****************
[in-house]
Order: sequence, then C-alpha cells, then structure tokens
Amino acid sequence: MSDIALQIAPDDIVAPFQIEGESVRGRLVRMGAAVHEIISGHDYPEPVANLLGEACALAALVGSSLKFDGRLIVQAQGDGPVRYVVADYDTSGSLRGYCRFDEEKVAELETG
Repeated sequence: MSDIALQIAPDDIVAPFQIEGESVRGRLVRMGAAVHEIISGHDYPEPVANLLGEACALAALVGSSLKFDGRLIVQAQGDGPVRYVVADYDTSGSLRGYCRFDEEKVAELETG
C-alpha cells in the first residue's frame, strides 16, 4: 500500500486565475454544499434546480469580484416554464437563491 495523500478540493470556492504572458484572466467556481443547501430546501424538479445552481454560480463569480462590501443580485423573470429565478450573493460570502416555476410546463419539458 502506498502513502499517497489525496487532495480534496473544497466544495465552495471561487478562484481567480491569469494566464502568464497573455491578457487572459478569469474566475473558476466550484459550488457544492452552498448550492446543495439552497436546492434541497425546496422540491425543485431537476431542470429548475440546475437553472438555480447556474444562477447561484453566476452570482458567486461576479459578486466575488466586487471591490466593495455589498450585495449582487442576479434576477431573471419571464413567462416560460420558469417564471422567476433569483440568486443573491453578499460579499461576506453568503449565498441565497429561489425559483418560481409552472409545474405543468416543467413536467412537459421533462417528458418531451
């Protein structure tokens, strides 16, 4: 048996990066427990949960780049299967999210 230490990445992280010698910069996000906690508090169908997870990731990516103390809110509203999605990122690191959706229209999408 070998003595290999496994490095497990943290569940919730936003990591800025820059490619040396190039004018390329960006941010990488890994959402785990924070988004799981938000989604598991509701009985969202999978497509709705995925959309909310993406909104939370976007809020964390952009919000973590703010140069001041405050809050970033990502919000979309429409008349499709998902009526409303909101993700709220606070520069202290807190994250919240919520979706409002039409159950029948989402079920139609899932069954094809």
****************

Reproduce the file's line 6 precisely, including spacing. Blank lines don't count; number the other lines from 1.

């Protein structure tokens, strides 16, 4: 048996990066427990949960780049299967999210 230490990445992280010698910069996000906690508090169908997870990731990516103390809110509203999605990122690191959706229209999408 070998003595290999496994490095497990943290569940919730936003990591800025820059490619040396190039004018390329960006941010990488890994959402785990924070988004799981938000989604598991509701009985969202999978497509709705995925959309909310993406909104939370976007809020964390952009919000973590703010140069001041405050809050970033990502919000979309429409008349499709998902009526409303909101993700709220606070520069202290807190994250919240919520979706409002039409159950029948989402079920139609899932069954094809």